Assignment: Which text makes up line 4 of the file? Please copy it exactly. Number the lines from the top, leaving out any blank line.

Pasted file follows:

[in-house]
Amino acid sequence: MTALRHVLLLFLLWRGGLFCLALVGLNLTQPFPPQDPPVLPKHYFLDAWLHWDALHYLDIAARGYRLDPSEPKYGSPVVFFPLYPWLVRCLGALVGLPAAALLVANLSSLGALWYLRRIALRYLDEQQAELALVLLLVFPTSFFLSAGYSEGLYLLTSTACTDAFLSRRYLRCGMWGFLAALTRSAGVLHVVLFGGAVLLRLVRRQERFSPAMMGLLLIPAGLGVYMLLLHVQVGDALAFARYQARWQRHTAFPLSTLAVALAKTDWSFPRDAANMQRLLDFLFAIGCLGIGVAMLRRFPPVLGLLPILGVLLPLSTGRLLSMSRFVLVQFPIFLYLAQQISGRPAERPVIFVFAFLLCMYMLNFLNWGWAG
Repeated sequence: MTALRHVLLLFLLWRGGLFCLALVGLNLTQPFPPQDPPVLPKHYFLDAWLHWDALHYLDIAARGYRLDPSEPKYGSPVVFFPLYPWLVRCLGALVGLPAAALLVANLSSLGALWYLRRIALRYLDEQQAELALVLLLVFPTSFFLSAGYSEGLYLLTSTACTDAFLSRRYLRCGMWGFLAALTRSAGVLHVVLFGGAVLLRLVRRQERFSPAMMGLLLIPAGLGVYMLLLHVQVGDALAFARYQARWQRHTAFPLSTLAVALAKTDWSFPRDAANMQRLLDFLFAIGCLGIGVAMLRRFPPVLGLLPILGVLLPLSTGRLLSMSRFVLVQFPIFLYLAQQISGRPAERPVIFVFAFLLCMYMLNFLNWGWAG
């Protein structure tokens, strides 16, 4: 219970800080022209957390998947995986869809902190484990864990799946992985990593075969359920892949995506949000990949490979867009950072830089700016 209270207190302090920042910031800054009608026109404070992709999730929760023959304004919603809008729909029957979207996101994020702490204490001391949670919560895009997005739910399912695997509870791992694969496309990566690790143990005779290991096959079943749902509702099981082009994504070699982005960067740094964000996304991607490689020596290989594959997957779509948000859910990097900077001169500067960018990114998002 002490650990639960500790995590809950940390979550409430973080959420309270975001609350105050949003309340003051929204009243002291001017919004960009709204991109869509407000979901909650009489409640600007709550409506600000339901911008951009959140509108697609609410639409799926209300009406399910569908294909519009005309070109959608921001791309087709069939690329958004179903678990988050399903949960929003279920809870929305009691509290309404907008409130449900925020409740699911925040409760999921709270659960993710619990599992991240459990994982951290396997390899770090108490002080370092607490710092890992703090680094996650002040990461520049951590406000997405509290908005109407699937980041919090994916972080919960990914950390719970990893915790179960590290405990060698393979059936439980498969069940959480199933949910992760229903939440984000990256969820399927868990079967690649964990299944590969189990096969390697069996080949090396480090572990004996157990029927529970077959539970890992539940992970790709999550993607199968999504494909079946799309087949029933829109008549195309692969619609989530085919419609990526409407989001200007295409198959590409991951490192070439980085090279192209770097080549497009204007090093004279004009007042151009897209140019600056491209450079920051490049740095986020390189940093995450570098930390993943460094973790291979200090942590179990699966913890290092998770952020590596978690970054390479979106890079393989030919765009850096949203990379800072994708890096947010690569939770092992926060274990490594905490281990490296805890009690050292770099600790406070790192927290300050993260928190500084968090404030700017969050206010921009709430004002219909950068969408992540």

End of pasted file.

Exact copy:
């Protein structure tokens, strides 16, 4: 219970800080022209957390998947995986869809902190484990864990799946992985990593075969359920892949995506949000990949490979867009950072830089700016 209270207190302090920042910031800054009608026109404070992709999730929760023959304004919603809008729909029957979207996101994020702490204490001391949670919560895009997005739910399912695997509870791992694969496309990566690790143990005779290991096959079943749902509702099981082009994504070699982005960067740094964000996304991607490689020596290989594959997957779509948000859910990097900077001169500067960018990114998002 002490650990639960500790995590809950940390979550409430973080959420309270975001609350105050949003309340003051929204009243002291001017919004960009709204991109869509407000979901909650009489409640600007709550409506600000339901911008951009959140509108697609609410639409799926209300009406399910569908294909519009005309070109959608921001791309087709069939690329958004179903678990988050399903949960929003279920809870929305009691509290309404907008409130449900925020409740699911925040409760999921709270659960993710619990599992991240459990994982951290396997390899770090108490002080370092607490710092890992703090680094996650002040990461520049951590406000997405509290908005109407699937980041919090994916972080919960990914950390719970990893915790179960590290405990060698393979059936439980498969069940959480199933949910992760229903939440984000990256969820399927868990079967690649964990299944590969189990096969390697069996080949090396480090572990004996157990029927529970077959539970890992539940992970790709999550993607199968999504494909079946799309087949029933829109008549195309692969619609989530085919419609990526409407989001200007295409198959590409991951490192070439980085090279192209770097080549497009204007090093004279004009007042151009897209140019600056491209450079920051490049740095986020390189940093995450570098930390993943460094973790291979200090942590179990699966913890290092998770952020590596978690970054390479979106890079393989030919765009850096949203990379800072994708890096947010690569939770092992926060274990490594905490281990490296805890009690050292770099600790406070790192927290300050993260928190500084968090404030700017969050206010921009709430004002219909950068969408992540």